This leaves you in a position of not knowing, and this lack of evidence in  current medical imaging/testing is what so many people with brain injuries face. Whether you were injured after a roadside bomb in Iraq, had minor or major concussions after playing in sports, hit your head after falling off your bike, or suffered from an internal injury like stroke or CPM/EPM, you may experience symptoms long after your injury. In some cases, your symptoms may become progressively worse, but the images don’t show any injury at all. Doctors rely so heavily on what the tests say vs what the patient says that you may face a doctor telling you that there is nothing wrong with you, and that is beyond frustrating and depressing.

This is what has caught headlines as more NFL players are ending their lives over their ongoing decline in cognitive abilities. They have gone through testing, MRI, neuropsychological exams, EEG’s, CT’s, etc and the tests showed that they were normal.

It is the frustration that millions of people face each year as they struggle to find answers and more importantly find help.

The most fantastic news that I have is that technology is starting to advance to the point that doctors can finally start to identify injuries that weren’t detectable by any other methods. This is such a relief to those of us who live with the consequences of brain injury. It is so unfortunate that so many doctors need to have this “physical” evidence instead of trying to help a person deal with the outcome of their injury. In other words, would some of those NFL players that took their lives still be alive today if a doctor told them, “no matter what the tests say, you have an injury and let’s work to fix it” ?  If they got treatment based on the symptoms that they experienced instead of being prescribed anti-depressants and anti anxiety medications, would they be here now? It’s a tough question to answer, but the loss of their lives had a purpose. It has brought awareness and funding to support brain injury research.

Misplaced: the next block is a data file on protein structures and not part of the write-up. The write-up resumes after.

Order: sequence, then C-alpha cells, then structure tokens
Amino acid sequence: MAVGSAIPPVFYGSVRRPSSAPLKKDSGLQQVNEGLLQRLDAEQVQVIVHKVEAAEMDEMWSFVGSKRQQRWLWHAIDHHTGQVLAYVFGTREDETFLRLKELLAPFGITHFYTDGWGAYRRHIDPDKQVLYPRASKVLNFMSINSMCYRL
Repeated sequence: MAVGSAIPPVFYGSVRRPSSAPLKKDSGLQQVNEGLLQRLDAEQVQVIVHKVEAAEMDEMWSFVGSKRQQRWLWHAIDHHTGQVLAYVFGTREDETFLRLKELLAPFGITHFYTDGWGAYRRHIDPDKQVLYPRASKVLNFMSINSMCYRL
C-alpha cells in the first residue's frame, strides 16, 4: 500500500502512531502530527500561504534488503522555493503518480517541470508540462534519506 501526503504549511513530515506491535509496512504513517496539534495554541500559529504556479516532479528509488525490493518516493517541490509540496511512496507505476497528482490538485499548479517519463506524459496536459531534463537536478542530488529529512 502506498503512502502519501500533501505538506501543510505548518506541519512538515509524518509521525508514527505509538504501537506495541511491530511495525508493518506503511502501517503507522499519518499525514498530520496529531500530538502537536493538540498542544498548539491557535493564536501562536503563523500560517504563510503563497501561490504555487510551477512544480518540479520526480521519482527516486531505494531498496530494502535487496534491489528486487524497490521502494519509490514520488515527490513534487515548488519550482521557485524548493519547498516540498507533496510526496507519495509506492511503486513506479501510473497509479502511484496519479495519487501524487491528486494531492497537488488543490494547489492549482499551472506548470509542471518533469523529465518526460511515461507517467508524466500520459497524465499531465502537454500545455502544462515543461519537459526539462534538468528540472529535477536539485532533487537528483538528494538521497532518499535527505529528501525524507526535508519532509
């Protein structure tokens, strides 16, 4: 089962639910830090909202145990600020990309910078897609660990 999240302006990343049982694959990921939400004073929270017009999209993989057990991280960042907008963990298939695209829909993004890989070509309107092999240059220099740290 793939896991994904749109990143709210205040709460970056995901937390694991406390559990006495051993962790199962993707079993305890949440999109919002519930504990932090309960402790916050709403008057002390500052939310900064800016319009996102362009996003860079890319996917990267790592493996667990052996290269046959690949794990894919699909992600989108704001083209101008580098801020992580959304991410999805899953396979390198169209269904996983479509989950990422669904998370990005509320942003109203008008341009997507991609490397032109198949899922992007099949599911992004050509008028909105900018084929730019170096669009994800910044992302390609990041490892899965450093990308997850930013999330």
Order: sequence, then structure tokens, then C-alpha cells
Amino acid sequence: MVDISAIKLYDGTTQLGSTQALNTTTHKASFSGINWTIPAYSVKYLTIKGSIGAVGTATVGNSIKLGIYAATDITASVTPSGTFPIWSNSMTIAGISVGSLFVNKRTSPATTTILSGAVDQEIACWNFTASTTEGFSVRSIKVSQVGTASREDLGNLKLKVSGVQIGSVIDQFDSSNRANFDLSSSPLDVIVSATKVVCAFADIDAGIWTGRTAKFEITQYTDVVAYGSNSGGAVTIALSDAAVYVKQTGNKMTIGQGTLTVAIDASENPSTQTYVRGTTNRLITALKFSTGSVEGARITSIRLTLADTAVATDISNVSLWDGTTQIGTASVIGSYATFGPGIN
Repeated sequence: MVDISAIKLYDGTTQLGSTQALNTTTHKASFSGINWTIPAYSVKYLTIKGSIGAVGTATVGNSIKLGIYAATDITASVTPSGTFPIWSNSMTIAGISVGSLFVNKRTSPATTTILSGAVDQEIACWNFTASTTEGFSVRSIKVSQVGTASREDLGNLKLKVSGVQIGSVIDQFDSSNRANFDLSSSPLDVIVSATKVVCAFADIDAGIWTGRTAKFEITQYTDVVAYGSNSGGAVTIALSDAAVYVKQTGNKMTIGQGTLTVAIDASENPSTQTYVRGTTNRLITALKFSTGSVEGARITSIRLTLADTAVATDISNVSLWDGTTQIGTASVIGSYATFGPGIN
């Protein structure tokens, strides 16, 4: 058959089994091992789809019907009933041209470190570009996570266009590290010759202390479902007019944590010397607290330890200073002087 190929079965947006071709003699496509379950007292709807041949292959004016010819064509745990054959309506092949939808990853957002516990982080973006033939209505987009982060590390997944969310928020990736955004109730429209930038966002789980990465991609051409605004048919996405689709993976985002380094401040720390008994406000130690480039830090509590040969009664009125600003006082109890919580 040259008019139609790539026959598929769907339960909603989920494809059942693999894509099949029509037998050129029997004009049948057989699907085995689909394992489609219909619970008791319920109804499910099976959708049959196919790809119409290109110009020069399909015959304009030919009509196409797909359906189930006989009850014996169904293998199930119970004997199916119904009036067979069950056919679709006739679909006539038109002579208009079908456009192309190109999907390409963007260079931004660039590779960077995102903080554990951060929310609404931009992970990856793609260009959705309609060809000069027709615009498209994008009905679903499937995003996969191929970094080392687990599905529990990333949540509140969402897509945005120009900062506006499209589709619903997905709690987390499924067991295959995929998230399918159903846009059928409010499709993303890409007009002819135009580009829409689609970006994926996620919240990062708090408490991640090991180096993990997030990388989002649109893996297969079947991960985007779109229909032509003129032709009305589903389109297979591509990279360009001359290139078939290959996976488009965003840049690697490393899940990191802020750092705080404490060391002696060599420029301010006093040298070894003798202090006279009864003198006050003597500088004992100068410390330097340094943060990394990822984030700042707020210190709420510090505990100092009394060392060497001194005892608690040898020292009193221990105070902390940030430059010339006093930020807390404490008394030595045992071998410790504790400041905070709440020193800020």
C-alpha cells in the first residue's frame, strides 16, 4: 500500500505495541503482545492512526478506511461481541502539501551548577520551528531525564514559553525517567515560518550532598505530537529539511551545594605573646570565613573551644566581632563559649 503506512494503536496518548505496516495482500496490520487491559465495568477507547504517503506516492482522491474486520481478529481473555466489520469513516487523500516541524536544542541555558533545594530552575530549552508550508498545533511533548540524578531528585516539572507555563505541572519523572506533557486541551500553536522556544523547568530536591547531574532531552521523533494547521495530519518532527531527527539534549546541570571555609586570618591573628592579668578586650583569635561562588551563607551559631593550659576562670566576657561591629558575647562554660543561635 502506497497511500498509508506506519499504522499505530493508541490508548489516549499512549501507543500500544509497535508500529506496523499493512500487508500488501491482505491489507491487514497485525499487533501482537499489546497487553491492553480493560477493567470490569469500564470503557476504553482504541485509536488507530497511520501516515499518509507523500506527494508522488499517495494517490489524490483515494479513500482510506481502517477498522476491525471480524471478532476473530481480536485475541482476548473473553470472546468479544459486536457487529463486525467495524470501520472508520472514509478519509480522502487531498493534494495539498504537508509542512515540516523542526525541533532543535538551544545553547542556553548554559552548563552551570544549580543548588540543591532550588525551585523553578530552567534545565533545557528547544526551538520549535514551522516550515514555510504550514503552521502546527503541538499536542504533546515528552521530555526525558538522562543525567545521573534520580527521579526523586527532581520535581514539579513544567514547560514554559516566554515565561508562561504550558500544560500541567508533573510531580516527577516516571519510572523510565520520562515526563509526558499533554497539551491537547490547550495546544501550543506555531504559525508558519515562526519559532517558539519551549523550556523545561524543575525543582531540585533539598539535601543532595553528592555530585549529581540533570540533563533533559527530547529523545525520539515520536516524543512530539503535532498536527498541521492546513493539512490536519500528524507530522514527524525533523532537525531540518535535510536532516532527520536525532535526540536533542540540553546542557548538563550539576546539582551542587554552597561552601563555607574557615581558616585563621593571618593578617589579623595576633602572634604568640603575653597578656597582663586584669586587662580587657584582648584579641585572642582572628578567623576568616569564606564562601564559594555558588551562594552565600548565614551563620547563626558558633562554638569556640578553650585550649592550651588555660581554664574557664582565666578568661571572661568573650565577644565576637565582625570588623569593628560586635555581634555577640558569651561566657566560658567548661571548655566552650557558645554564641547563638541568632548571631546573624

The purpose of this post is to bring to light some of the most current research on brain injuries. What are the new tests being done? Where are they being done? Will they help you?

One type of injury that we tend to not discuss often is “chemo brain”. Chemo brain is a term used to describe people who have undergone chemotherapy and experienced cognitive issues, especially with concentration and memory. Doctors have dismissed those symptoms as being depression, anxiety, fatigue, etc. They did not believe that they were caused by a physical condition. However, in December of 2012, several research studies using fMRI, PET and other scans, showed evidence that chemo brain is real.

Often, cognitive complaints were associated with persistent fatigue and depressive symptoms, making it challenging to sort out whether or not the complaints of poor memory, attention, and difficulties with multitasking were related to brain dysfunction or were merely a manifestation of an uncontrolled mood disorder.46 Many who complained were younger patients with breast cancer who had become menopausal prematurely with chemotherapy, and their experiences of vasomotor symptoms, nighttime awakening, and poor sleep might have explained some of their cognitive complaints.7

http://jco.ascopubs.org/content/30/3/229.short

The study goes on to explain the reasons behind why chemo brain (and in my opinion other brain injuries tend to progress). As I have mentioned prior in my blog and this research paper goes on to suggest, there seems to be an autoimmune response that causes ongoing inflammation and injury to the brain.

Concurrently, an increased understanding of immunology and mind-body interactions (psychoneuroimmunology) has made us more aware that events in the body (tissue trauma and inflammation from surgery, radiation, chemotherapy, and biologic and targeted therapies) can trigger systemic inflammation with secondary effects on the CNS.21,22In parallel, stress and cognitive threats can have direct effects on the hypothalamic pituitary adrenal axis and the sympathetic nervous system, leading to systemic responses that can affect the immune system.23 In addition, immune cells, responding to inflammation can traverse the blood-brain barrier and increase local inflammation in the brain, affecting emotional and cognitive function without the need for direct diffusion of chemotherapy into the brain substance.2325

http://jco.ascopubs.org/content/30/3/229.short